Getting your kids to brush their teeth every night is never an easy feat. Fortunately with these 4 tips getting your kids to brush their teeth doesn’t have to end in a civil war.
1. Get Them a New Toothbrush
Kids love their favorite cartoons and you love your kids brushing their teeth. Bring the two together! Buy your child a toothbrush with their favorite character on it, and they will be much more willing to scrub their pearly whites! Get them an electric toothbrush with their favorite character on it and you’ll be the coolest mom on the block!
It's just so easy to pick up take-out on the way home from work when you know there's no way you have the time or energy to cook dinner. That little voice may be nagging you about healthier eating, but when the entire family arrives home late in the afternoon, it takes some effort to coordinate tasty and good-for-you meals. However, with just a little preparation, preparing healthy meals can be a snap.
With the ever-growing rates of childhood obesity dieting may seem like a good idea for children who are more than pleasantly plump. However, as a Children's Hospital in Boston study found, dieting is not always an effective means of weight loss for children. Researchers at this hospital determined that children who dieted seemed to regain weight more rapidly and suffer from an assortment of other ill effects as a result of their calorie restriction efforts. Before encouraging your overweight kid to try a diet, consider some of the negative side effects that child dieters may experience.
Counting calories is no fun, especially when you're doing it on behalf of your child. Before you decide that your child needs to lose weight, though, talk to his doctor. In most cases, say the experts at Baylor College of Medicine, the goal for an overweight child should be keeping his weight the same as he grows taller and more muscular. Whether your child needs to reduce his weight or keep it steady as his body matures, though, the best way to help him is to serve healthy meals in appropriate portions to the entire family.
Talking about weight with your teen is a touchy subject. On one hand, you want your teen to be happy and healthy. On the other, you don't want to damage his self-esteem or hurt his feelings during an awkward and difficult developmental period. While it's important to approach the issue and make changes at home, you may want to turn to outside resources to get help with the subject to best meet your teen's needs.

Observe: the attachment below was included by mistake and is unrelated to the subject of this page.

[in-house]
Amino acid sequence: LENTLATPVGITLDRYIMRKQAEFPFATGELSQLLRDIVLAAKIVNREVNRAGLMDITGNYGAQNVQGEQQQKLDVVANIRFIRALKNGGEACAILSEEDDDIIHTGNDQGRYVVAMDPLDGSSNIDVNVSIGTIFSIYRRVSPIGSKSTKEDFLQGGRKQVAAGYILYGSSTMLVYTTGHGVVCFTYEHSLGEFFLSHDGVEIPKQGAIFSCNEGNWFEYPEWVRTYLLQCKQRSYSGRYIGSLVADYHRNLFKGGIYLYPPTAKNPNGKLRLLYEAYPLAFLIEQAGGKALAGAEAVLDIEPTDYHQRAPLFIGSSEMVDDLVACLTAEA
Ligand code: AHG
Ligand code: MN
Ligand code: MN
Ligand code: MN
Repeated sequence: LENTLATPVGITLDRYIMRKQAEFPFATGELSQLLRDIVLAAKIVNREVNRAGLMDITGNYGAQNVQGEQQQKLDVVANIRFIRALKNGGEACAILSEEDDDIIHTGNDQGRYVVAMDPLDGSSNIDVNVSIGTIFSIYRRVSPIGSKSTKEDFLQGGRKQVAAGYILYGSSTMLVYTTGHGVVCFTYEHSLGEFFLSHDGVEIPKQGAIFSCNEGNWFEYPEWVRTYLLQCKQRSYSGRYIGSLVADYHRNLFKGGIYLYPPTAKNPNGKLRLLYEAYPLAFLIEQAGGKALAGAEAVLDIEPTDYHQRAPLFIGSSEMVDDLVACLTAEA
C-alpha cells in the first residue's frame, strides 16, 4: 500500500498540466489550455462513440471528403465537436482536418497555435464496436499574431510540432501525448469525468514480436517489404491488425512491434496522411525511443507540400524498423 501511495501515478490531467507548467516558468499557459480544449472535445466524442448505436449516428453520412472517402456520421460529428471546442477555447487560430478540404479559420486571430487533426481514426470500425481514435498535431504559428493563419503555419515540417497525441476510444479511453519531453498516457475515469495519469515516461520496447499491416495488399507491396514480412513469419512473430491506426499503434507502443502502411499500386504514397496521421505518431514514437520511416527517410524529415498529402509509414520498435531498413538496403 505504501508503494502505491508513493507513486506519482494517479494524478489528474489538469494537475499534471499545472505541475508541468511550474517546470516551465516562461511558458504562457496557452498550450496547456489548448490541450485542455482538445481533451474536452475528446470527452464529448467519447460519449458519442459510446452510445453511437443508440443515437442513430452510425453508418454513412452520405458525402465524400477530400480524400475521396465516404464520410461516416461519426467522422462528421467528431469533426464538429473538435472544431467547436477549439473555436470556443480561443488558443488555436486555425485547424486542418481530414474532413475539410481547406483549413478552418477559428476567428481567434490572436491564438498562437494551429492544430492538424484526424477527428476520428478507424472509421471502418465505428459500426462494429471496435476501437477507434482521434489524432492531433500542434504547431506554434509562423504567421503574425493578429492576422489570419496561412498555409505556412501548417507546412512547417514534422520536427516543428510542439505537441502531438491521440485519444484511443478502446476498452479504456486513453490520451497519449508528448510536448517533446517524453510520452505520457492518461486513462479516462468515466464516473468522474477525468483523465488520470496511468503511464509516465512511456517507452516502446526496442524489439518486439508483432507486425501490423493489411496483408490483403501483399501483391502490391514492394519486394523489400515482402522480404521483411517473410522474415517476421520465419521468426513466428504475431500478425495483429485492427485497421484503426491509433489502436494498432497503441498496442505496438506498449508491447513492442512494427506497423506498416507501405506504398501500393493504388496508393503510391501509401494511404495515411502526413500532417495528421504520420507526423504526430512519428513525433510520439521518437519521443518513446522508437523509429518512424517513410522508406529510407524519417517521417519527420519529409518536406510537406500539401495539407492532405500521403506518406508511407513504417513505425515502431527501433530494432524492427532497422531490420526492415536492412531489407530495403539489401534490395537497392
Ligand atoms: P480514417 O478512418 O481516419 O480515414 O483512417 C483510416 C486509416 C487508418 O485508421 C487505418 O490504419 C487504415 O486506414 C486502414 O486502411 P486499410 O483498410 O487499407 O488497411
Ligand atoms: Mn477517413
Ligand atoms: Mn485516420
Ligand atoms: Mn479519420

A good family therapist can mean the difference between a peaceful household and a chaotic one. These professionals help families come together and learn tools to deal with conflicts, traumatic events and problems they may have difficulty getting through on their own. Seeking help for family issues isn't shameful and doesn't mean you fail as a caregiver or family. It means you're dedicated to solving family problems in a healthy way. Because you share such personal information with your therapist, you need to find one you trust and who is competent and experienced enough to deal with your particular situation.
While the thought of your teen engaging in behavior that could result in the acquisition of an STD is likely enough to keep you up at night, it's important to realize teens can and do get them. If you believe your teen has engaged in risky behavior, an STD test may be a wise choice. A test for sexually transmitted diseases will prompt immediate treatment and ensure she doesn't suffer from the ill-effects of the condition in the future.
For many children, heading off to school means toting a bag filled to the brim with books. While your little learner trudging along under an impossibly huge book bag may make for an adorable sight, allowing your youngster to tote an excessively large bag could have a long-lasting effect on his spine. To ensure that your child's backpack weight doesn't leave him with a host of back problems to deal with later in life, take precautions when it comes to your child's backpack size.
Head lice are parasitic insects that, according the Centers for Disease Control and Prevention, are not known to carry diseases. They live on the human scalp and hairs and feed from blood. They cannot hop or fly, though they can travel by crawling and are spread through direct contact with the hair of someone who has been infested. The head-lice lifecycle takes three stages: the egg; the nymph, which is an immature louse; and the adult. Eggs are also called nits. According to Medline Plus, head lice can survive up to 30 days on a human, and eggs can live for more than two weeks.
Hypertension or high blood pressure used to be an adult disease; however, it has steadily increased in prevalence among children. The more common childhood obesity becomes, the more children will develop high blood pressure. Hypertension is a significant risk factor in coronary artery disease. Understanding the ramifications of having high blood pressure as a child and what can be done to prevent it will help the child grow into a healthier adult.